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Chemotherapy (chemo) is treatment with anticancer drugs that may be injected into a vein or taken by mouth. These drugs travel through the bloodstream and reach most parts of the body.
Chemo travels through the bloodstream and reach most parts of the body. It is typically part of the treatment for small cell lung cancer (SCLC). This is because SCLC has usually already spread by the time it is found , so treatments such as surgery alone or radiation therapy alone would not reach all areas of cancer.
Some patients in poor health might not be able to tolerate intense doses of chemo or a combination of drugs. But older age by itself is not a reason to avoid chemo.
Generally, SCLC is first treated with combinations of chemo drugs. The combinations used most often are:
If the SCLC worsens or comes back after treatment with the above combination of chemo drugs, other chemo drugs may then be given. These drugs are usually given by themselves:
Chemo drugs for lung cancer are typically given into a vein (intravenous [IV]), either as an injection over a few minutes or as an infusion over a longer period of time. This can be done in a doctor’s office, chemotherapy clinic, or in a hospital.
Often, slightly larger and sturdier IVs known as central venous catheters (CVCs), central venous access devices (CVADs), or central lines are needed to give chemo. They are used to put medicines, blood products, nutrients, or fluids right into your blood. They can also be used to take out blood for testing.
Many different kinds of CVCs are available. The 2 most common types are the port and the PICC (peripherally inserted central catheter) line. A port is a small quarter-sized device that is placed under the skin in your upper chest. A small tube connects the port to a large vein that goes into the heart, called the superior vena cava. A PICC line is a small tube that is placed in the upper arm; that tube threads through the vein until it reaches the superior vena cava.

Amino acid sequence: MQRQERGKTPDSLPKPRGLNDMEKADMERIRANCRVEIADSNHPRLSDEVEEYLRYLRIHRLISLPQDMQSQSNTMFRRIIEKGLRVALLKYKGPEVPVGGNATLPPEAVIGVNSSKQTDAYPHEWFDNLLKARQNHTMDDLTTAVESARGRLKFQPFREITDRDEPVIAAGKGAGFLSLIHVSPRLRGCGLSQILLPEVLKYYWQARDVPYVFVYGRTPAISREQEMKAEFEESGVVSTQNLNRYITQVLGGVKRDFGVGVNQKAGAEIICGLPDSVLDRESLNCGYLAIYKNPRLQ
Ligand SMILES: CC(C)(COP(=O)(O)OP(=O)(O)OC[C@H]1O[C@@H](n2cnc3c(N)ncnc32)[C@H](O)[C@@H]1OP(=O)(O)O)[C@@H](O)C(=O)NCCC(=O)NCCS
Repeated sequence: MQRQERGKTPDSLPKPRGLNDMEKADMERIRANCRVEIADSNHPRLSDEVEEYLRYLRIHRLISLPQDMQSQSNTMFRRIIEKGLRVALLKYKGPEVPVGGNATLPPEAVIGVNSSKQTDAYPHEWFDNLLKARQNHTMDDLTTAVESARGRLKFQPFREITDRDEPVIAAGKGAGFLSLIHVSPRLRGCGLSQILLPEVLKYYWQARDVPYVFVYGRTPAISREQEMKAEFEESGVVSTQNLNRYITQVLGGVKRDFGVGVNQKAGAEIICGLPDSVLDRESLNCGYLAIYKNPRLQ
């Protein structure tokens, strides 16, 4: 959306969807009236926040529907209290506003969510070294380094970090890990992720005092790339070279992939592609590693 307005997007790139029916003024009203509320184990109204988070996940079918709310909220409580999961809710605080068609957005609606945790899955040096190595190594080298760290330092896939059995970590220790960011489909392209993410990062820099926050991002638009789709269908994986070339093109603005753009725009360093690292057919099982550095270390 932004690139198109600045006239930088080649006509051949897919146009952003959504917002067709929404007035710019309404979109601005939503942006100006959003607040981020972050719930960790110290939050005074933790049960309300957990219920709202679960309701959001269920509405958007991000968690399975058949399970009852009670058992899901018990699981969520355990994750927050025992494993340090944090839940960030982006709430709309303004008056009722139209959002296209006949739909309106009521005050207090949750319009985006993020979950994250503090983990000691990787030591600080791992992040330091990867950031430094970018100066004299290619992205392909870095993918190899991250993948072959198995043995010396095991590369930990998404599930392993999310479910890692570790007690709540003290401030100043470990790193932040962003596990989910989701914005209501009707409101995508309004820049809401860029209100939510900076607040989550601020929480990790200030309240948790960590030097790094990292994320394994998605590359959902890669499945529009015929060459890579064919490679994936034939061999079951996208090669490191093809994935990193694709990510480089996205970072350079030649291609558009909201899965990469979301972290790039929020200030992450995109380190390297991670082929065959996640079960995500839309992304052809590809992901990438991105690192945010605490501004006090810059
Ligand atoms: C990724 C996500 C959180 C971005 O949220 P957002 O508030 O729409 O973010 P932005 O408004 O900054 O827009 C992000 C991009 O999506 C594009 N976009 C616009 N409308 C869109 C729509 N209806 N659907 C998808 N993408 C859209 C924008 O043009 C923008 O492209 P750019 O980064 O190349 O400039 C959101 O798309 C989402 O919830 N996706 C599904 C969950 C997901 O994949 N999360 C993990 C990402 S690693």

Doctors give chemo in cycles. Each cycle includes the period of treatment followed by a rest period to give you time to recover from the effects of the drugs. Cycles are most often 3 or 4 weeks long, and initial treatment is typically 4 to 6 cycles. The schedule varies depending on the drugs used. For example, some drugs are given only on the first day of the chemo cycle. Others are given for a few days in a row, or once a week. Then, at the end of the cycle, the chemo schedule repeats to start the next cycle.
For advanced cancers, the initial chemo combination is often given for 4 to 6 cycles, sometimes in combination with an immunotherapy drug. Beyond this, doctors might also recommend extending treatment with a single immunotherapy drug, for people who have had a good response to their initial chemotherapy or have had no worsening of their cancer.
If the cancer progresses (gets worse) during treatment or returns after treatment is finished, other chemo drugs may be tried. The choice of drugs depends to some extent on how soon the cancer begins to grow again. (The longer it takes for the cancer to return, the more likely it is to respond to further treatment.)
Chemo drugs can cause side effects. These depend on the type and dose of drugs given and how long they are taken. Some common side effects of chemo include:
Chemo can also affect the blood-forming cells of the bone marrow, which can lead to:
These side effects usually go away after treatment, but there are also often ways to lessen them. For example:
Some drugs can have specific side effects. For example:
Be sure to report any side effects you notice during chemo to your cancer care team so that they can be treated promptly. In some cases, the doses of the chemo drugs may need to be reduced or treatment may need to be delayed or stopped to prevent the effects from getting worse.
Our team is made up of doctors and oncology certified nurses with deep knowledge of cancer care as well as journalists, editors, and translators with extensive experience in medical writing.
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Last Revised: November 22, 2023